(12/11/20) Officer Joseph Garcia hands out bags of toys at the Lathrop Police Department’s drive-up toy giveaway at the Lathrop Generations Center on Lathrop Road. The event, which used to be held indoors and was called Cocoa with the Chief,” distributed hundreds of toys donated by businesses and organizations to children on a first come basis. [CLIFFORD OTO/ THE STOCKTON RECORD]

(12/15/20) Dr. Michael Herrera, D.O., left, receives a shot of the Pfizer COVID-19 vaccine at St. Joseph’s Medical Center in Stockton. [CLIFFORD OTO/ THE STOCKTON RECORD]

(12/16/20) The sun struggles to peek through some high fog that formed at Hammer Lane and Lower Sacramento Road in Stockton. [CLIFFORD OTO/ THE STOCKTON RECORD]

(12/17/20) First grade teacher Gina Hughes leads an online virtual class from her classroom at Joshua Cowell Elementary School in Manteca. [CLIFFORD OTO/ THE STOCKTON RECORD]

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Twinkle, twinkle little Christmas lights

The beginning of December is the start of the holiday season and already many people have put up their Christmas lights. Some displays are pretty spectacular and you may want to take some photos of them. Here are a few tips to get the best pictures you can.

(12/13/17) Lights, inflatables and other decorations, Rogelio Gallegos and Maria Dello’s dazzling Christmas display has something for everyone at their home at 3 S. Oro Street in Stockton. [CLIFFORD OTO/THE STOCKTON RECORD]

Avoid using a flash. Either you will be to far away for the flash to be effective or the flash will wash out the colors and give and artificial look to your photos.

(12/12/17) Wooden soldiers stand guard over Jim Galindo’s Christmas display at his home at 122 E. Gibson Street in Stockton. Galindo has toiled after work since August to put up the thousands of holiday lights which he has done for the past several years. [CLIFFORD OTO/THE STOCKTON RECORD]

There are two ways to avoid in blurry pictures due to the shaking of the camera. The first is to shoot at a higher shutter speed. For most people that means about 1/250th of a second or faster. There are some who are practiced at holding the camera still at slower shutter speeds but 1/250th is a general rule for most. Because of the low lighting situation that most Christmas lights at night involve, that means increasing the camera’s ISO, or light sensitivity. But there’s a trade off. Raising the ISO also means increasing the noise, or little colored specks, that you image might get in low light. So to use a lower ISO to avoid the noise, you’ll need to use a tripod. A good, study tripod can hold the camera still and avoid camera shake.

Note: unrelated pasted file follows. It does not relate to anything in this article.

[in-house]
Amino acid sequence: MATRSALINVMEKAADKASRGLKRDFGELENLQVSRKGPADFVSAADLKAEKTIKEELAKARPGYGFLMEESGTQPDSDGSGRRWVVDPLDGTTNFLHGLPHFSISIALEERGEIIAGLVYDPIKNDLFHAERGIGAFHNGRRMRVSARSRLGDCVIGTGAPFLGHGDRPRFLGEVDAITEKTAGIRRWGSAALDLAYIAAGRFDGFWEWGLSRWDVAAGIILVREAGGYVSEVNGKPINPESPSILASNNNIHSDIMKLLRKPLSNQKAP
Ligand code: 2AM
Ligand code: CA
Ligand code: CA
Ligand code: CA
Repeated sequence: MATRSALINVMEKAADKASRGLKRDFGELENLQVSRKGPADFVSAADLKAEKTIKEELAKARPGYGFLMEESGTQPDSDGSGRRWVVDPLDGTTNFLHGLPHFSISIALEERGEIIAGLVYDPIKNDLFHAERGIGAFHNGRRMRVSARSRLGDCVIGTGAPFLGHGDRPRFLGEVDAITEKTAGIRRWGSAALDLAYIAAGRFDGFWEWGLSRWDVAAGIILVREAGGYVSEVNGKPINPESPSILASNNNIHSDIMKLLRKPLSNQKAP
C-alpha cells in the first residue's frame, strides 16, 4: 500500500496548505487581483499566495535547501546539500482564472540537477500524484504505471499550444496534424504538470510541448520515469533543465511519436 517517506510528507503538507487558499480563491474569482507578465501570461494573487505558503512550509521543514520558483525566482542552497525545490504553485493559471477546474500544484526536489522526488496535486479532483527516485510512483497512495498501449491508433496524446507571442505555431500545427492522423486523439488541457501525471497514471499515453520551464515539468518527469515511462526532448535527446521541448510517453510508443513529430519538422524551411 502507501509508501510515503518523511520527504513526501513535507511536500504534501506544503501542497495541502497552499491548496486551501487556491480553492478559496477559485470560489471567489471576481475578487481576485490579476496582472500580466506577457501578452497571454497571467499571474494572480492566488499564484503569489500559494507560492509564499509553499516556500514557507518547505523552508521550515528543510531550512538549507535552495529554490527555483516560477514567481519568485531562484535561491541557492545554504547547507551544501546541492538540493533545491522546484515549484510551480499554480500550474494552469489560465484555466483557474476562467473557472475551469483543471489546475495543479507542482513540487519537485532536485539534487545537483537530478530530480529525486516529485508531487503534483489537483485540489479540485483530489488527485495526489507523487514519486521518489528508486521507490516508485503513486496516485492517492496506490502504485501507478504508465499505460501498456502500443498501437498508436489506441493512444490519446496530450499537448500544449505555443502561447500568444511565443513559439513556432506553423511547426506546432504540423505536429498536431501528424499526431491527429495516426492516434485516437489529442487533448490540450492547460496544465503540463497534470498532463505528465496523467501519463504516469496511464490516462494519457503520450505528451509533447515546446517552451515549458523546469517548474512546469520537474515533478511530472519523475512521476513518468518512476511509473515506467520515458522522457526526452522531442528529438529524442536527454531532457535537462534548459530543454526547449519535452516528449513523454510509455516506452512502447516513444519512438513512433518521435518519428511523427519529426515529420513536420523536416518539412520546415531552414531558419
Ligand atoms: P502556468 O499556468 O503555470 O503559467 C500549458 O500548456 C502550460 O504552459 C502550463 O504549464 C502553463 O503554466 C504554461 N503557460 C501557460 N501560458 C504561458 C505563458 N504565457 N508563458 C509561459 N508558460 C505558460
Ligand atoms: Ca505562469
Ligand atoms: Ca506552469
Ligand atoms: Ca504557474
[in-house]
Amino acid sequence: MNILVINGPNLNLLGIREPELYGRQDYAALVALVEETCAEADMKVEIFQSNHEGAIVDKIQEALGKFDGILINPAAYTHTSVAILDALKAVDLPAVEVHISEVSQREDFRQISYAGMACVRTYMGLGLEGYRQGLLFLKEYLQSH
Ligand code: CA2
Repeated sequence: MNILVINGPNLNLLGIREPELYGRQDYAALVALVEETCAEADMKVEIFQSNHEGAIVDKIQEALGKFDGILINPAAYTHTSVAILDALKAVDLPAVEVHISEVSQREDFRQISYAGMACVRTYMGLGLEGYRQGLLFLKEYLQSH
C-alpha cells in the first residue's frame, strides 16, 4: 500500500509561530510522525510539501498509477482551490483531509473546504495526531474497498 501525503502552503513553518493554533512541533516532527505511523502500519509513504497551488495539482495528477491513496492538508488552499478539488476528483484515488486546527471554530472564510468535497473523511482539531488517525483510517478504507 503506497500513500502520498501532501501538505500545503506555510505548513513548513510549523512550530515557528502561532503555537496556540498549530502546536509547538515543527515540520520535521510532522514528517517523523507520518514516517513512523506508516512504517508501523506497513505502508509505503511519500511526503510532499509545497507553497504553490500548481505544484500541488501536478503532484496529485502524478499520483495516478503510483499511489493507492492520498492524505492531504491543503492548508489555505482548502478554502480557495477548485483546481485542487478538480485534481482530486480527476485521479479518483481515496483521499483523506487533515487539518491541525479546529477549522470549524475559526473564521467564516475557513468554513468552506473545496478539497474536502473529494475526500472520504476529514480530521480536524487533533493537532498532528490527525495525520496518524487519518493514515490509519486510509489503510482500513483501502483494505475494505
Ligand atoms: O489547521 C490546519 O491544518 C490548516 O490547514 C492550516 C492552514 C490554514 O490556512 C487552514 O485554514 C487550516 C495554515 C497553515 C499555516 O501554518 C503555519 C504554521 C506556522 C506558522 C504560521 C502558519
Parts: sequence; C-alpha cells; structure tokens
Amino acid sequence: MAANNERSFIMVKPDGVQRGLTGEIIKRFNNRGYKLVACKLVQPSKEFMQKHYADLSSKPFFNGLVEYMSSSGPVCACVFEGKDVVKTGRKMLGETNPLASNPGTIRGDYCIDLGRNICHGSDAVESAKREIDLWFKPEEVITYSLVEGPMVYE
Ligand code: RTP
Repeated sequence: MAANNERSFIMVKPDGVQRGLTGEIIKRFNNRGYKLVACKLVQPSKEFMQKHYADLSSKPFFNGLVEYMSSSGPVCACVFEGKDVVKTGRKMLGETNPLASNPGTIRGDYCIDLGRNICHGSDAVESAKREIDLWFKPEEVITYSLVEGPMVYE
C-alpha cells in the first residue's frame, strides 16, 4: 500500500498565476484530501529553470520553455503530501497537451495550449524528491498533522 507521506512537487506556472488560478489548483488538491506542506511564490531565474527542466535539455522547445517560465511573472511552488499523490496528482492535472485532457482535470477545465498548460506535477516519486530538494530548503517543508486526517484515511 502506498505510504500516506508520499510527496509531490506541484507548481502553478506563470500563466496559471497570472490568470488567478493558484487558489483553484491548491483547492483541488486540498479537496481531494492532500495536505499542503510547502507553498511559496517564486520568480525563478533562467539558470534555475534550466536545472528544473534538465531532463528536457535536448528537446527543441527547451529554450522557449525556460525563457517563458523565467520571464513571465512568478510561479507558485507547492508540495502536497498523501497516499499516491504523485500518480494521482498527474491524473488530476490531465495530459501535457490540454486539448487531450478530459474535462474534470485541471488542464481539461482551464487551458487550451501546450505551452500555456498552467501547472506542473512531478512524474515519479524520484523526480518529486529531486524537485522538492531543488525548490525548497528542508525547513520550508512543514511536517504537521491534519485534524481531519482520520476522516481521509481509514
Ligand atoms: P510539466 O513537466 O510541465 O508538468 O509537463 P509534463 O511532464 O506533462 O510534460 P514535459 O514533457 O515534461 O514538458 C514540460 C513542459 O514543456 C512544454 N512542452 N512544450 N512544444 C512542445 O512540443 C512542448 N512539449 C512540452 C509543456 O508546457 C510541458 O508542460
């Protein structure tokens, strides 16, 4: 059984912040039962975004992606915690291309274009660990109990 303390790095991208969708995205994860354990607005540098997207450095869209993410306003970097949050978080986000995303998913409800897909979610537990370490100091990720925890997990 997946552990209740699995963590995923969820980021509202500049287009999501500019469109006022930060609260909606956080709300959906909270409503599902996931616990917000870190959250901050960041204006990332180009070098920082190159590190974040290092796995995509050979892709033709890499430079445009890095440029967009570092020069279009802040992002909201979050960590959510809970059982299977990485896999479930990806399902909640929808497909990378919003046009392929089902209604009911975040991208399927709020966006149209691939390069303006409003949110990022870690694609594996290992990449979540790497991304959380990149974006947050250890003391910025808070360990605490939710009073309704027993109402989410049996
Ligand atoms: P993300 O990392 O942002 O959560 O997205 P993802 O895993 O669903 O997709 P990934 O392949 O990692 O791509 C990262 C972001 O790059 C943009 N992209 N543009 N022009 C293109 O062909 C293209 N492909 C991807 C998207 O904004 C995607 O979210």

(12/13/01) A zoom-effect during a time exposure adds movement to the patriotically-themed house at 18987 Lambert Way in Lockeford. [CLIFFORD OTO/THE STOCKTON RECORD]

Don’t use an automatic exposure on your camera. Either the camera will read the scene as too dark and will grossly overexpose your shot or it will be fooled by a scene that has a lot of lights as too bright and underexpose you photo. You want an image that is slightly overexposed so the lights have a nice glow to them. Set the exposure manually (I know, it’s a scary step for many people) and then check your camera’s monitor. Keep adjusting the settings until the exposure is right.

(11/17/20) A tree and about 80 rose bushes are adorned with about 10,000 white lights in Morris Chapel’s annual Christmas display on the campus of the University of the Pacific in Stockton. CLIFFORD OTO/THE STOCKTON RECORD

For many the so-called “blue hour” of dusk is the best time to photograph Christmas lights. This is after the sun goes down and the sky turns a deep azure. It will add more color to your scene and add definition to roof lines and trees that don’t have lights on them.

(12/12/17) 3-year-old Hunter Mitchell, left, 6-year-old Alivia Mitchell and 4-year-old Natasha Mitchell take in the wonder that is the Christmas light display at their grandfather Jim Galindo’s home at 122 E. Gibson Street in Stockton. [CLIFFORD OTO/THE STOCKTON RECORD]

Most of these tips are for DSLR users but they also will work if you use your phone. Most current phones have small adjustments for exposure and there are tripods made for them as well (they also have the added benefit of being small and lightweight).

(12/16/16) Christmas lights are reflected in the window of Paulette Daniel’s car as she looks at the impressive holiday display at the home of Jim Galindo at 122. E. Gibson Street in Stockton. Galindo puts up a display of about 400,000 lights starting in mid-August. [CLIFFORD OTO/THE STOCKTON RECORD]

Lastly, as with all night shooting, go with a friend our family member. There is safety in numbers, especially in the dark of night, and it’s always nice to have someone to talk to when you’re out shooting. Also, it can get chilly this time of year so make sure you dress warmly. Merry Christmas and Happy Holidays!

(12/23/16) Stockton firefighter Kyle Suchland adjust the lights on a vintage 1958 ladder truck all decked out in Christmas lights with a speaker system playing Christmas songs at Station 2 in downtown Stockton. [CLIFFORD OTO/THE STOCKTON RECORD]